This passage, reduced here by half, appears in the first novel and is a prototype of passages that saturate the prose of all three books. The city is far more than context for this protagonist. It is her companion and her interlocutor, that which gives her back the conversation with herself that she craves. This relation between the self and the city is Bolton’s true subject: the modernist part of the enterprise.
“Life came at you from every direction . . . thinking you could read, hear, see, get everything all at once, these thirsts and hungers to be assuaged, wanting to drink from all the springs at once, snatching at universal culture, being, as you damned well knew you were, the most solitary, the most lonely individual that ever at any moment in the march of mad events had trod upon the earth. . . . Christ, how we loved our own aloneness. We did plenty of howling about it, it was a central theme of all our art expressions. None the less we hugged it jealously. We were incapable of giving because there was so much within our reach to grab and snatch and gather for our own, our solitary souls. . . .”
Bolton was nearly 70 when she wrote these words. They constituted her wisdom. She had come to understand that modern life with its unspeakable freedoms mirrored in the fluid motion of the crowded city had led us to see that we are hopelessly neurotic, that our loneliness is self-induced. It reflects a grievance, there from birth, to which we are devoted. This is the truth she is speaking. And when she spoke it in 1952, it sounded penetrating to her most intelligent readers.
Now, almost 50 years later, the work feels more limited than it did upon its first publication. A large part of Bolton’s writing is soaked in reverie and reminiscence, prolonged mood-making and memories that provide us with a record of personal hurts more than with a modernist parable. Far too often, these novels seem to be in love with their own situation, the pain and isolation that is a modern woman’s dilemma. They romanticize emotional damage. They linger, how they linger, over all that is not and can never be. Repeatedly, the greater aim, her insight about the self and the city, becomes subverted. All poetic, interior writing risks falling into the swamp of romantic self-regard and, although “New York Mosaic” does not do this, it does not exactly steer clear of it.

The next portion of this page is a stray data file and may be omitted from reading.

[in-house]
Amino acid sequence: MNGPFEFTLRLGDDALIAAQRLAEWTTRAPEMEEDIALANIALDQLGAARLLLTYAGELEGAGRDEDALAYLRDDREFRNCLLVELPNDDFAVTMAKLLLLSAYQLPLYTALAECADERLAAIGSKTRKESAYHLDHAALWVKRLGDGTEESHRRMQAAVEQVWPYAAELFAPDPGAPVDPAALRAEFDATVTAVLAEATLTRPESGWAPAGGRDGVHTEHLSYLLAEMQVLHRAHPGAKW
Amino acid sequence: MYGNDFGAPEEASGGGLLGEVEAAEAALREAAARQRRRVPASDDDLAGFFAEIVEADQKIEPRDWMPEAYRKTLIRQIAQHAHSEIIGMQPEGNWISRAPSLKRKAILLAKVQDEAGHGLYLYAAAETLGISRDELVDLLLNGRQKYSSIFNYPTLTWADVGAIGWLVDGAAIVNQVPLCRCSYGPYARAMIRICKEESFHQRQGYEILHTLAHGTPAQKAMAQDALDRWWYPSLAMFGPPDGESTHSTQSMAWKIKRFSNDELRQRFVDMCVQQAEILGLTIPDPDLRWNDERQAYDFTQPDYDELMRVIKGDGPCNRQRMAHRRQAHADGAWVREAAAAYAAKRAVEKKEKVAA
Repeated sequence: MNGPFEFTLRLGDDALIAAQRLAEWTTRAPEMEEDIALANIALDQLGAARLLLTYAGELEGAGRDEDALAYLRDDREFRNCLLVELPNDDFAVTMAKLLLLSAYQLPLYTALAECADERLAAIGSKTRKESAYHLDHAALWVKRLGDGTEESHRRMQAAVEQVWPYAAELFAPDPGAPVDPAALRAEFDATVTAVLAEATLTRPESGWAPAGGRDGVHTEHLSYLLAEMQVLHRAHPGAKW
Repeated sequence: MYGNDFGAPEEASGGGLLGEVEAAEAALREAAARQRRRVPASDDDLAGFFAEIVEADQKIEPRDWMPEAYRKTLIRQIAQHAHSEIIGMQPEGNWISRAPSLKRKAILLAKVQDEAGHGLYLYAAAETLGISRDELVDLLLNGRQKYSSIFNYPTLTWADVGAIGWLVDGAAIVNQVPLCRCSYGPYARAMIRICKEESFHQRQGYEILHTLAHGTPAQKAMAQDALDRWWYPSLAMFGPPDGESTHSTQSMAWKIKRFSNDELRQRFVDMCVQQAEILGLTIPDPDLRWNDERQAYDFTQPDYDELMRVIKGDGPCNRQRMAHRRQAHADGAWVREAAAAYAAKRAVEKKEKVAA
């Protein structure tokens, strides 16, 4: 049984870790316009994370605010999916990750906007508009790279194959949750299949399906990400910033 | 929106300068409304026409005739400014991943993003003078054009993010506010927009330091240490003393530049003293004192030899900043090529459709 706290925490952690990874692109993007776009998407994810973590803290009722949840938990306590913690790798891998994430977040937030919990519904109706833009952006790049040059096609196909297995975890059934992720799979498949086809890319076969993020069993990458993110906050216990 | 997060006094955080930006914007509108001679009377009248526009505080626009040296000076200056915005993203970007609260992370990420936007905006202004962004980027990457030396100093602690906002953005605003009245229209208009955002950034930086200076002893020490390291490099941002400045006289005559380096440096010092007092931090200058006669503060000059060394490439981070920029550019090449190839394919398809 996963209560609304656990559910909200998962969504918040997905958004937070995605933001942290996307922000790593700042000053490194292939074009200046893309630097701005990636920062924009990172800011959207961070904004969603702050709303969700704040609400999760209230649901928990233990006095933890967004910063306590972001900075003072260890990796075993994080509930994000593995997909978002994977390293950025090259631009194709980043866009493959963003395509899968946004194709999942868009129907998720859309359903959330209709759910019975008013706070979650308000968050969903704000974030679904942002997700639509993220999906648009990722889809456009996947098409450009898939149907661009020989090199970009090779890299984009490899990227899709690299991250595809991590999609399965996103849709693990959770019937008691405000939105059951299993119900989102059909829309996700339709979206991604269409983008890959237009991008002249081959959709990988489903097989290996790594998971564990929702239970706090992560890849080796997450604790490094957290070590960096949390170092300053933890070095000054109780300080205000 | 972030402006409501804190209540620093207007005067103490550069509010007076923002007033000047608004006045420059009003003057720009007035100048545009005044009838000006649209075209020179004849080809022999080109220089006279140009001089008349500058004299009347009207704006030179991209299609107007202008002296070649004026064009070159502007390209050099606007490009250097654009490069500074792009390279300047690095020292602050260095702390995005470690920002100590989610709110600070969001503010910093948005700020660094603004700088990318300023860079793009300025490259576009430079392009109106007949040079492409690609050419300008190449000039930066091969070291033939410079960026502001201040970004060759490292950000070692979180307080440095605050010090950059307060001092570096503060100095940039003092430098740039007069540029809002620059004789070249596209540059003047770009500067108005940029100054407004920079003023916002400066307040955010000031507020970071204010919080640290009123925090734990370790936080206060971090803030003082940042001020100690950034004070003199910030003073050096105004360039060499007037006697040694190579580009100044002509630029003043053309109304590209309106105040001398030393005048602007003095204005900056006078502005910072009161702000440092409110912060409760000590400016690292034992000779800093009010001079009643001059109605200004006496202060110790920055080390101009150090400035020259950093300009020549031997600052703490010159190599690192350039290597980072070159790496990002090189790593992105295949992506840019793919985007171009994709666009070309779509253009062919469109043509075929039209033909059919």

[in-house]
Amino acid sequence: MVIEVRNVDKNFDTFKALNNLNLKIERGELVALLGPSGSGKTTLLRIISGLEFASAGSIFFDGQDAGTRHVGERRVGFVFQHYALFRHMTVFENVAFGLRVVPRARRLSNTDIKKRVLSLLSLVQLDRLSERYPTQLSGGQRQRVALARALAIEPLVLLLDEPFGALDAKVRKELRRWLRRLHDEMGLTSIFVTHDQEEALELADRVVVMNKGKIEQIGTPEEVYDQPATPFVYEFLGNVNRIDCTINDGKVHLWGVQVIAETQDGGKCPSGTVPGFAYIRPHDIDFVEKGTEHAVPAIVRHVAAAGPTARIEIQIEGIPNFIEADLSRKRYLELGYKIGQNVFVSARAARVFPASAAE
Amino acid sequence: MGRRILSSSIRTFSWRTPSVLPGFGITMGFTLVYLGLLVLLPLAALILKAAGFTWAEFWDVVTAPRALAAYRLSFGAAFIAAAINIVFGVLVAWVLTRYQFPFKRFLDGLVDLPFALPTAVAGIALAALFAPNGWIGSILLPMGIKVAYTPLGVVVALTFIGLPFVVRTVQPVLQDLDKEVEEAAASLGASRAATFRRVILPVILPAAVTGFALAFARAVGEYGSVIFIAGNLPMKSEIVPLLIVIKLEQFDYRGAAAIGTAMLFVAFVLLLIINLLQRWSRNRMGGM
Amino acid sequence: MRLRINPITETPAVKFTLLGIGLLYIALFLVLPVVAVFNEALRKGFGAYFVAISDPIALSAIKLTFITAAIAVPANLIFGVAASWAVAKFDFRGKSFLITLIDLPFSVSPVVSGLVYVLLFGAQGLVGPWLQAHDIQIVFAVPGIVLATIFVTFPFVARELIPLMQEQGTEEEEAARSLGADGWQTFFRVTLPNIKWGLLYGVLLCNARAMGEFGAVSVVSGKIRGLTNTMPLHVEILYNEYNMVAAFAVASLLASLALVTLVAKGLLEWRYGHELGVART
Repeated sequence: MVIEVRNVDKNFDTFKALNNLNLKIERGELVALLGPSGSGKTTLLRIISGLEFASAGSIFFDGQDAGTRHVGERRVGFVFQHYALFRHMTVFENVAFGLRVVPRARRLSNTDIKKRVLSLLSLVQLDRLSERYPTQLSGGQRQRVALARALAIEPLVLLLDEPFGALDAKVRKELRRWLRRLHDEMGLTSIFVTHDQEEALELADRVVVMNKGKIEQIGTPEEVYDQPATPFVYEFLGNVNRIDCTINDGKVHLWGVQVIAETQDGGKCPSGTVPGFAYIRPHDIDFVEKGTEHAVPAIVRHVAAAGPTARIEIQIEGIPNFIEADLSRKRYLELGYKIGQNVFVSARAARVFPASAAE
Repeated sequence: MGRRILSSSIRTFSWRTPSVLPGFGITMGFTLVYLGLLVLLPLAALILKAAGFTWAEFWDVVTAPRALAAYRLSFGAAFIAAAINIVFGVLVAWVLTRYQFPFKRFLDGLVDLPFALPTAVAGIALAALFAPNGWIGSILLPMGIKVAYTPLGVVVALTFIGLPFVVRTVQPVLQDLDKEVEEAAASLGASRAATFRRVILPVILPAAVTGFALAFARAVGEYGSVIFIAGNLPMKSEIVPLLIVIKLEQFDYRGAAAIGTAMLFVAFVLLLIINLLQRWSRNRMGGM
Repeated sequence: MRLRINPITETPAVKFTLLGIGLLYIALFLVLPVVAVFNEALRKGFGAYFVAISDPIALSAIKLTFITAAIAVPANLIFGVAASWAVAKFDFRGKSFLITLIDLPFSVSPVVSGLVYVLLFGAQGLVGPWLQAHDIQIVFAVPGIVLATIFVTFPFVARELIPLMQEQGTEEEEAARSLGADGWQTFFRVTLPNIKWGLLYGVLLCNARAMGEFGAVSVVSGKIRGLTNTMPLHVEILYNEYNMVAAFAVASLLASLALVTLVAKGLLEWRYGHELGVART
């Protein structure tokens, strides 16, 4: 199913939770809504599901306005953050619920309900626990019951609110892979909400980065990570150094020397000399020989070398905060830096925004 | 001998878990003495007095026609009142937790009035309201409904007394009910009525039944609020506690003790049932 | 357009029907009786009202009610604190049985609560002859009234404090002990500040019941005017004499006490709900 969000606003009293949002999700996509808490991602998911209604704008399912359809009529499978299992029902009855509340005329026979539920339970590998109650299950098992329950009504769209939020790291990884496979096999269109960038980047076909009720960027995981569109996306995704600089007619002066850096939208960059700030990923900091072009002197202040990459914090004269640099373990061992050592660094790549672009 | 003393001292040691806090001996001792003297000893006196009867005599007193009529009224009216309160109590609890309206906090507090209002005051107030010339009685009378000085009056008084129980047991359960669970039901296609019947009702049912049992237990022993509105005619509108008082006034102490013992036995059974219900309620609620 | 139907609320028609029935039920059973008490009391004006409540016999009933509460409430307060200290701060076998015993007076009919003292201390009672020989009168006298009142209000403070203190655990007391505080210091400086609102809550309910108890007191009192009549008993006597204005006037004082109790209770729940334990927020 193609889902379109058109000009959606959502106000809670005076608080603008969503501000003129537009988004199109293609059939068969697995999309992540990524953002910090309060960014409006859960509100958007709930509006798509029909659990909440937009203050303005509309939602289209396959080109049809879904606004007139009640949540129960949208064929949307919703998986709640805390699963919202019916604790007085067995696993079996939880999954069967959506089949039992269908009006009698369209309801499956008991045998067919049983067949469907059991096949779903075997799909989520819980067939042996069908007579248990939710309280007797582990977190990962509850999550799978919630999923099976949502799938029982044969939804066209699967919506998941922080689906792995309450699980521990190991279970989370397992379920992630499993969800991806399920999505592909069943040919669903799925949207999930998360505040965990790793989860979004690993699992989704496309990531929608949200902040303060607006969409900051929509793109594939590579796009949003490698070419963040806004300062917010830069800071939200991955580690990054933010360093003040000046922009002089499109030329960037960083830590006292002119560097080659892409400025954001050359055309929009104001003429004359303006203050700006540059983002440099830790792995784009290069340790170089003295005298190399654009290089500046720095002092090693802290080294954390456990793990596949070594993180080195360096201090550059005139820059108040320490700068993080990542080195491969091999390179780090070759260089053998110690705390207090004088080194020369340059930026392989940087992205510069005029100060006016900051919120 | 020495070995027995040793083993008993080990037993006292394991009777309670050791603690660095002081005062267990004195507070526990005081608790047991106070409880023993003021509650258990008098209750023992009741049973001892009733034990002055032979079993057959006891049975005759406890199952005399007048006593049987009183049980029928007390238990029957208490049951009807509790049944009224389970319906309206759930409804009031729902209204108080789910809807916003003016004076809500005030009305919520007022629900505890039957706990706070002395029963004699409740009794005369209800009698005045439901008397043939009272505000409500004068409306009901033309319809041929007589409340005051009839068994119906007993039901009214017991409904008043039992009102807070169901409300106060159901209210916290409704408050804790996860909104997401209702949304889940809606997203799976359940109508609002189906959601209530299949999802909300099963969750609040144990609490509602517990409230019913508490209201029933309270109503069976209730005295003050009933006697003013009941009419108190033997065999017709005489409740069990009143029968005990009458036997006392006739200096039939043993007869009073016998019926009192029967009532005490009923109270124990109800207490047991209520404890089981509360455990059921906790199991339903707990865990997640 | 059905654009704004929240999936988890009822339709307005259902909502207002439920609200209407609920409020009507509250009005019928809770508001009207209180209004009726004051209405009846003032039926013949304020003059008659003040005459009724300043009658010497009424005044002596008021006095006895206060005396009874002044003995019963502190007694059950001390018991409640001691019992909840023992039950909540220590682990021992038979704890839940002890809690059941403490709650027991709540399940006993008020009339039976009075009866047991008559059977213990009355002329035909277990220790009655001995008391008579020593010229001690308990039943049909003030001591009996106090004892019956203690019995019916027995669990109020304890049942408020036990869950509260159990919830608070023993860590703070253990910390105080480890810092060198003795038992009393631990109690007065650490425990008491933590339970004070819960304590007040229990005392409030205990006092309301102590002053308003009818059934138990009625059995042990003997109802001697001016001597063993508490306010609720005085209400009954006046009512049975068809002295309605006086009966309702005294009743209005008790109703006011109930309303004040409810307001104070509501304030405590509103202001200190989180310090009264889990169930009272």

Talent is not enough with this sort of writing. Even intelligence is not enough, as insight is only raw material. What is required is an overriding steadiness of vision. A great artist like Virginia Woolf, writing in very much the same vein, knew how to transcend her own material, producing sentences that opened the reader again and again to a wider sphere of experience. Jean Rhys did it once in “Wide Sargasso Sea” and Djuna Barnes also once in “Nightwood.” Without this steadiness, the work turns in on itself and becomes neurasthenic.
“New York Mosaic” fails to make something large out of what its author knew, but it is a very interesting piece of work, entirely worthy of republication. Bolton’s writing about New York is immensely evocative, even astonishing at times. The reader can easily see this gallant “odd woman” walking the streets of a great and fabulous city decade after decade, through 40 years of extraordinary change, armed with an arresting piece of self-awareness, which, although it does not deepen, remains nonetheless acute. It’s the acuteness that seduces, repeatedly giving the work a strength that comes and goes and comes again.